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AB 1814: Accelerating transportation electrification in California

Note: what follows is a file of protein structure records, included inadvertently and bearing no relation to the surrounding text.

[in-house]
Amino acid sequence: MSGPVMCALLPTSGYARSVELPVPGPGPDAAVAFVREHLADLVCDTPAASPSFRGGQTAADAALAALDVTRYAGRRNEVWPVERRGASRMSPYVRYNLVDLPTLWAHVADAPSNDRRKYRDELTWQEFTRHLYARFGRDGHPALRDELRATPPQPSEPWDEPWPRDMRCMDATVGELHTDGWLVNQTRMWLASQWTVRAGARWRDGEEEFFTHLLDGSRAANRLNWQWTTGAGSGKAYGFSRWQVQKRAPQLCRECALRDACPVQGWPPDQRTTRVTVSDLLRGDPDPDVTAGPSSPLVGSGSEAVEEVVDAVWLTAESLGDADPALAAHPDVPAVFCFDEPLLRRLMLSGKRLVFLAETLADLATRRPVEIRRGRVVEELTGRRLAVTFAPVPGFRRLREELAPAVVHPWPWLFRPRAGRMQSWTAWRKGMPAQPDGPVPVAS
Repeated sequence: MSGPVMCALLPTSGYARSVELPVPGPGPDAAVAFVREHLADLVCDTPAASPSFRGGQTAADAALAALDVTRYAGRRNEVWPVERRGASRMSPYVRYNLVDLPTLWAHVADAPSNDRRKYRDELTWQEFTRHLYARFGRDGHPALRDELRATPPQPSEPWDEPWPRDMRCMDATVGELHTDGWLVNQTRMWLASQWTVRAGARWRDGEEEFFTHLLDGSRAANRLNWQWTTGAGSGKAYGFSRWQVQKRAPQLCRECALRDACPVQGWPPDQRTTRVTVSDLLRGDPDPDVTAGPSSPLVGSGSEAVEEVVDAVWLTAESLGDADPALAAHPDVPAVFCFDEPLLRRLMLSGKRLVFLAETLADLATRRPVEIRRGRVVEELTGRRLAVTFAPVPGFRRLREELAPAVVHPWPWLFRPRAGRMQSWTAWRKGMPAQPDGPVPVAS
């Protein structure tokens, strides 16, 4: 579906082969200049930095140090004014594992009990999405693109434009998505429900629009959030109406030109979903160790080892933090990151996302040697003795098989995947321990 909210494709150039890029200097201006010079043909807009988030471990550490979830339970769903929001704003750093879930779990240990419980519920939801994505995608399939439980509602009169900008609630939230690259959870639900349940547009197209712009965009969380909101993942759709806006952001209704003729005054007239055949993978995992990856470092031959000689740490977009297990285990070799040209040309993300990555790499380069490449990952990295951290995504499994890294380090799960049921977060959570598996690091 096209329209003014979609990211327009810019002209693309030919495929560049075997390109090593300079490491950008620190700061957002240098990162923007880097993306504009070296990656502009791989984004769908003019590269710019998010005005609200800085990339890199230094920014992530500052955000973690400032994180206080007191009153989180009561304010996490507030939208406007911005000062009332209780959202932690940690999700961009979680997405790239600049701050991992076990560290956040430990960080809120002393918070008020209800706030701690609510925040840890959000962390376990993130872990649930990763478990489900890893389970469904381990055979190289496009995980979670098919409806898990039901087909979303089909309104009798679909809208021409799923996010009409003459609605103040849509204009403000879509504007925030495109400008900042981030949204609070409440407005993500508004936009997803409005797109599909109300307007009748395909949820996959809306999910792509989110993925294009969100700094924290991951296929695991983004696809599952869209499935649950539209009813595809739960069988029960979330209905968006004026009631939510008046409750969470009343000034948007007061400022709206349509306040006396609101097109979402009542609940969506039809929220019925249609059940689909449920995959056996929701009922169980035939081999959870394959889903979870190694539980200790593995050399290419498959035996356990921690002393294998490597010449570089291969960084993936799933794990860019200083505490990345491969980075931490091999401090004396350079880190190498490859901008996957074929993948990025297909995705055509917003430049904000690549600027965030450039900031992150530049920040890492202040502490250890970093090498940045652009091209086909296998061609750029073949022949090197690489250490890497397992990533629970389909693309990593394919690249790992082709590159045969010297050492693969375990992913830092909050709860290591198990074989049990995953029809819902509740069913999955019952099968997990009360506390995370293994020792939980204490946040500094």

California Assemblymember Tim Grayson (D-Concord) has introduced AB 1814, legislation that would allow Community Choice Aggregators (CCAs) to plug into state funding for programs to advance transportation electrification (TE) in California. AB 1814 recognizes and seeks to accelerate the leading role community choice energy providers play in driving electric vehicle adoption through CCA-funded EV incentive and infrastructure programs. Over the last decade, more than 14 million utility customers in 200+ cities and counties, about a quarter of California’s population, have transitioned from Investor-Owned Utility (IOU) electric service to CCAs, local government entities that purchase electricity on behalf of the residents and businesses in their communities. “California needs to put the pedal to the metal to limit the ravages of climate change,” said Assemblymember Grayson. “CCAs already have a track record of innovation in the transportation electrification space. We need to better leverage their unique strengths to put EV adoption on the fast track and meet our climate goals.” What problem does AB 1814 address? California’s transportation sector accounts for about 50 percent of the state’s greenhouse gas emissions, nearly 80 percent of nitrogen oxide pollution, and 90 percent of diesel particulate matter pollution. To decarbonize the transportation sector, California has established a goal of putting 5 million zero-emission vehicles on the road by 2030 and a requirement that all new passenger vehicles sold in California be zero-emission by 2035. But the state is behind in installing the more than 1.2 million public and shared chargers that are needed to achieve these objectives. How is AB 1814 a solution? CCAs are uniquely positioned to advance charging infrastructure in key areas of the state due to their inherent partnership and direct line of communication with local governments and close community connections. AB 1814 removes a barrier to more widespread EV adoption by allowing CCAs to submit applications to the California Public Utilities Commission (CPUC) to receive funding to administer transportation electrification programs in their service areas. As it now stands, both IOU and CCA customers pay fees to the state to fund TE programs, but only IOUs can access those state funds to administer the programs, limiting their reach. CCAs who submit applications to the CPUC would be regulated under the same requirements as IOUs. “We need all hands on deck to decarbonize transportation in California. CCAs must also be part of the solution,” said Beth Vaughan, executive director of the California Community Choice Association (CalCCA), the bill’s sponsor. “AB 1814 removes roadblocks to participation by a large and growing segment of California’s electricity sector and paves the way for more aggressive climate action.” AB 1814 will have its first hearing in late March or April before the Assembly Utilities and Energy Committee. Add your group to the list of AB 1814 supporters here. Sign up to receive AB 1814 news and updates here.
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